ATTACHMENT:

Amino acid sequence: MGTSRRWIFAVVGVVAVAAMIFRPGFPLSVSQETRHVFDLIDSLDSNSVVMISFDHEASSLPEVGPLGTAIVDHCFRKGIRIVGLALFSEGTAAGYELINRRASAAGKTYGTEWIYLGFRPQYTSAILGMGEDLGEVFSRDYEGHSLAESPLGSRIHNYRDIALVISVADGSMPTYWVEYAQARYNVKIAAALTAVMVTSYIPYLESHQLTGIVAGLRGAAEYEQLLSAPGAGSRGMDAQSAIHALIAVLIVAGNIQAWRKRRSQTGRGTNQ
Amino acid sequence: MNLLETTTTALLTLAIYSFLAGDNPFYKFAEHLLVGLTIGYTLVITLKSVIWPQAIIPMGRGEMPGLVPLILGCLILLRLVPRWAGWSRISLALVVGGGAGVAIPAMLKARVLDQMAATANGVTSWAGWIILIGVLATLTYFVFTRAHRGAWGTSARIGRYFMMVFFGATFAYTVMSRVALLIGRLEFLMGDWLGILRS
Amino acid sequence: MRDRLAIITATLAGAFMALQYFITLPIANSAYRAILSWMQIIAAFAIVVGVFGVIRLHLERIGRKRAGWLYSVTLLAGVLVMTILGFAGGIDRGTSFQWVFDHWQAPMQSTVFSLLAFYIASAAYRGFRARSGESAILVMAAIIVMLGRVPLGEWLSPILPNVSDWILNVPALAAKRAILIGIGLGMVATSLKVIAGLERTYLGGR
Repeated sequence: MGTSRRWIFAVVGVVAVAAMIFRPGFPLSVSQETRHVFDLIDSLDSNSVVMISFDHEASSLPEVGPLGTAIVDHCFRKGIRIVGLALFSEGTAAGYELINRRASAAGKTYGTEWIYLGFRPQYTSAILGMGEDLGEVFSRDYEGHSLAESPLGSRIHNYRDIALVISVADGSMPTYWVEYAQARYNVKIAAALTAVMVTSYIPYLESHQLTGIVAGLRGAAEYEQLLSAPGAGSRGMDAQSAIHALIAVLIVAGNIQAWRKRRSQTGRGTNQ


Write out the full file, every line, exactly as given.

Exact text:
Amino acid sequence: MGTSRRWIFAVVGVVAVAAMIFRPGFPLSVSQETRHVFDLIDSLDSNSVVMISFDHEASSLPEVGPLGTAIVDHCFRKGIRIVGLALFSEGTAAGYELINRRASAAGKTYGTEWIYLGFRPQYTSAILGMGEDLGEVFSRDYEGHSLAESPLGSRIHNYRDIALVISVADGSMPTYWVEYAQARYNVKIAAALTAVMVTSYIPYLESHQLTGIVAGLRGAAEYEQLLSAPGAGSRGMDAQSAIHALIAVLIVAGNIQAWRKRRSQTGRGTNQ
Amino acid sequence: MNLLETTTTALLTLAIYSFLAGDNPFYKFAEHLLVGLTIGYTLVITLKSVIWPQAIIPMGRGEMPGLVPLILGCLILLRLVPRWAGWSRISLALVVGGGAGVAIPAMLKARVLDQMAATANGVTSWAGWIILIGVLATLTYFVFTRAHRGAWGTSARIGRYFMMVFFGATFAYTVMSRVALLIGRLEFLMGDWLGILRS
Amino acid sequence: MRDRLAIITATLAGAFMALQYFITLPIANSAYRAILSWMQIIAAFAIVVGVFGVIRLHLERIGRKRAGWLYSVTLLAGVLVMTILGFAGGIDRGTSFQWVFDHWQAPMQSTVFSLLAFYIASAAYRGFRARSGESAILVMAAIIVMLGRVPLGEWLSPILPNVSDWILNVPALAAKRAILIGIGLGMVATSLKVIAGLERTYLGGR
Repeated sequence: MGTSRRWIFAVVGVVAVAAMIFRPGFPLSVSQETRHVFDLIDSLDSNSVVMISFDHEASSLPEVGPLGTAIVDHCFRKGIRIVGLALFSEGTAAGYELINRRASAAGKTYGTEWIYLGFRPQYTSAILGMGEDLGEVFSRDYEGHSLAESPLGSRIHNYRDIALVISVADGSMPTYWVEYAQARYNVKIAAALTAVMVTSYIPYLESHQLTGIVAGLRGAAEYEQLLSAPGAGSRGMDAQSAIHALIAVLIVAGNIQAWRKRRSQTGRGTNQ